The Wikipedia entry on the African nation of Burundi is far more interesting than "Primeval," which is a movie set there. As it tries to be two things at once -- a gory monster movie and a dramatic social commentary -- what it mostly succeeds at is being dull and repetitive.
The ads for this film tried to make us think it's about a serial killer, but no, it's not. It's a crocodile, a big giant one that is the scourge of Burundi, regularly eating people in and near the country's rivers and lakes. The locals have named him Gustave. (Apparently the crocodile is German.)
Gustave is for real, which is how the film can say it's "inspired by true events." In the movie, an American TV-news producer named Tim Manfrey (Dominic Purcell) is sent to Burundi to do a story about the croc, and to document the animal's capture by conservationist Mathew Collins (Gideon Emery) -- if he can actually capture it, that is, which is doubtful. A fluff-news reporter named Aviva (Brooke Langton) comes along, as does a wise-cracking cameraman, Steven (Orlando Jones), thus providing the comic-relief-black-guy character required in all horror films.
Burundi is in the midst of a civil war when the team arrives, with much of the nation cowering in fear of a warlord nicknamed Little Gustave. "He got his name from the crocodile. It's hard to say whose blood is colder," says a local official in one hilariously cheesy bit of dialogue.
Soon the team is on the hunt for Gustave while hoping not to run into Little Gustave's militias. They find both Gustaves, actually, and find them both to be brutal and murderous. That's where the film wants to pause and reflect: Who's the real monster here? See? It's totally deep.
TV veteran Michael Katleman directs the film with "Jaws" ambitions, but it never even comes close to that level of scariness, a couple of well-done tense moments notwithstanding. The characters are flat, and the dialogue, except for some of Orlando Jones' quips, is wooden. The warlord subplot was clearly meant to pad out what is otherwise a pretty dry story (croc attacks; repeat), yet Little Gustave winds up being monotonous, too, and even less intriguing. People being eaten by crocodiles gets old after a while, sure, but it's still more fun to watch than people shooting and stabbing each other.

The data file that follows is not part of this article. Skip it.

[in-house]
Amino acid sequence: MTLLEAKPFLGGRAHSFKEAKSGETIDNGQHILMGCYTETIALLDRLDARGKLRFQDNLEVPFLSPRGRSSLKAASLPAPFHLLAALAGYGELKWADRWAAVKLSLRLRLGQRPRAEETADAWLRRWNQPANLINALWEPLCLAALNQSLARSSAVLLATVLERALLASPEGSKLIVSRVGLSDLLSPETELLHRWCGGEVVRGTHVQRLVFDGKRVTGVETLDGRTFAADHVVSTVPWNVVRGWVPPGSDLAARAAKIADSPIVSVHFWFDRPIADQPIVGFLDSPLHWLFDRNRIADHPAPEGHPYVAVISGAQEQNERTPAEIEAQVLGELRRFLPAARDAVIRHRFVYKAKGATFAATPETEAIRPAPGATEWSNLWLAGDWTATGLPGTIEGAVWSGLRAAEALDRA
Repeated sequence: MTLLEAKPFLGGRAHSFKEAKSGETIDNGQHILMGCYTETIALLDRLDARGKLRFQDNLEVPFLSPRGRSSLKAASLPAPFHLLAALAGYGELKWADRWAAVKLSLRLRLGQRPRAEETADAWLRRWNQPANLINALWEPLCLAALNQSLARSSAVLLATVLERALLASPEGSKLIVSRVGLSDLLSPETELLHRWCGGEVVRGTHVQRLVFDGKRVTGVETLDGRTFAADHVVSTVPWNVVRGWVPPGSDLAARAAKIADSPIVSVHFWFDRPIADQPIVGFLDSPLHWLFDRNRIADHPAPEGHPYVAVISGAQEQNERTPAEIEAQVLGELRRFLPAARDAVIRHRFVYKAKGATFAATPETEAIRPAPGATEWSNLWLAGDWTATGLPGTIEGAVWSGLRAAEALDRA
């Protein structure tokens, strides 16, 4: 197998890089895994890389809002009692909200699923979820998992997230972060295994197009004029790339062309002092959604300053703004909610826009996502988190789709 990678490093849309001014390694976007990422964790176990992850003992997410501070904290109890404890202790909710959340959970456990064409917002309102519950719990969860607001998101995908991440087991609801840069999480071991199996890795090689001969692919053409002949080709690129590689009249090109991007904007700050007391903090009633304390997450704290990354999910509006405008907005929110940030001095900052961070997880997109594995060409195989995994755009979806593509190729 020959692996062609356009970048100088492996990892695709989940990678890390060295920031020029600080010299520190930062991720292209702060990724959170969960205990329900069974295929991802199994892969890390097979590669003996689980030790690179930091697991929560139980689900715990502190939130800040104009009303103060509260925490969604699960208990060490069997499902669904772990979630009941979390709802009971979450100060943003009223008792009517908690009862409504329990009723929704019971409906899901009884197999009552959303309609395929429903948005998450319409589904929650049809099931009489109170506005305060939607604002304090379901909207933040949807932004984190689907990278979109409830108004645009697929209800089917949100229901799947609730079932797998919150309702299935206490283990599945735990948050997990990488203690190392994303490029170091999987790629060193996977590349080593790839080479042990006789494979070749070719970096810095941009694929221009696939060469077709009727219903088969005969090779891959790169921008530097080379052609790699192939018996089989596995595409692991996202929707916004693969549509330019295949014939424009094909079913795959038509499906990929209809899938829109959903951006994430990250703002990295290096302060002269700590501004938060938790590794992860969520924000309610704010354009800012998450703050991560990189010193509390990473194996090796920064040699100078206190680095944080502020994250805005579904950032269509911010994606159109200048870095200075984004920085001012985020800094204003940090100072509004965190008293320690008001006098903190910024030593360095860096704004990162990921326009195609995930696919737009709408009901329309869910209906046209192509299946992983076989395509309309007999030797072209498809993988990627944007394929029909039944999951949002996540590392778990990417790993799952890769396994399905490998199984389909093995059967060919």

There is an alternate Spanish-language track, as well as optional English, Spanish, and French subtitles.
VIDEO: The anamorphic widescreen (2.35:1) transfer is just OK. The night scenes are often murky, and there's a lot of edge enhancement. Many of the daytime scenes are beautifully, though. Of course, it's hard to gauge the quality of the picture when 1/6 of the screen is occupied by the "PROPERTY OF HOLLYWOOD PICTURES / DO NOT DUPLICATE - PR# 3465" warning, which is what we got on the no-frills screener copy Buena Vista sent for review.
AUDIO: The Dolby Digital 5.1 mix is pretty solid, actually, with a lot of good, deep roars from the croc and atmosphere-setting ambient sounds.
EXTRAS: A not-very-good movie deserves a not-very-good DVD treatment, I guess.
The commentary by director Michael Katleman and visual effects supervisor Paul Linden is only mildly diverting. They fall silent a lot of the time and relate only basic, run-of-the-mill anecdotes when they do talk -- how hard it was shooting in Africa, how funny Orlando Jones is, etc.
"Crocumentary: Bringing Gustave to Life" (9:38) is fairly informative with regard to creating the computer-generated Gustave. Annoyingly, however, no one in the featurette is identified. You can figure out who the director is, but who are the other people?
Three deleted scenes (5:39 total) come with commentary by Katleman and Linden -- but there's no way to turn the commentary off. Which means you can't hear the dialogue in the scenes. Which makes one of them completely pointless (it's an all-dialogue scene) and the other two considerably less worthwhile.
There have definitely been worse "Jaws" wannabes than this one, but this one's pretty bad. It seldom rises to the level of hilarious badness, though. It's just the regular ol' boring kind.